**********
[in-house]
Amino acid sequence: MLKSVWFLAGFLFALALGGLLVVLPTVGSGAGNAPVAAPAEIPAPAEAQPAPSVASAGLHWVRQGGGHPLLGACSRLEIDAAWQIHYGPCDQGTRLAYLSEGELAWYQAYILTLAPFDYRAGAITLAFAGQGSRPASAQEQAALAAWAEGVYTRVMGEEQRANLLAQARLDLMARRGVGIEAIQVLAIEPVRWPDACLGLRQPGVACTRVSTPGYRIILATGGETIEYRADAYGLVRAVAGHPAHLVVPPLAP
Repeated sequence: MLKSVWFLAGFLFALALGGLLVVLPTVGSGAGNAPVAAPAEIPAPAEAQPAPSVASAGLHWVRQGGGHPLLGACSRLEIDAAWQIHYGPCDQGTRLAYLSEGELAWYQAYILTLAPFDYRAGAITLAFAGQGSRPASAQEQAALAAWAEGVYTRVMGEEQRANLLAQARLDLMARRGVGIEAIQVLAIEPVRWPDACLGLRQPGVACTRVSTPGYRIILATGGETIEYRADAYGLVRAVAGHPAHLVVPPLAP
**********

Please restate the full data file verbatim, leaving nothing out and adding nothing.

[in-house]
Amino acid sequence: MLKSVWFLAGFLFALALGGLLVVLPTVGSGAGNAPVAAPAEIPAPAEAQPAPSVASAGLHWVRQGGGHPLLGACSRLEIDAAWQIHYGPCDQGTRLAYLSEGELAWYQAYILTLAPFDYRAGAITLAFAGQGSRPASAQEQAALAAWAEGVYTRVMGEEQRANLLAQARLDLMARRGVGIEAIQVLAIEPVRWPDACLGLRQPGVACTRVSTPGYRIILATGGETIEYRADAYGLVRAVAGHPAHLVVPPLAP
Repeated sequence: MLKSVWFLAGFLFALALGGLLVVLPTVGSGAGNAPVAAPAEIPAPAEAQPAPSVASAGLHWVRQGGGHPLLGACSRLEIDAAWQIHYGPCDQGTRLAYLSEGELAWYQAYILTLAPFDYRAGAITLAFAGQGSRPASAQEQAALAAWAEGVYTRVMGEEQRANLLAQARLDLMARRGVGIEAIQVLAIEPVRWPDACLGLRQPGVACTRVSTPGYRIILATGGETIEYRADAYGLVRAVAGHPAHLVVPPLAP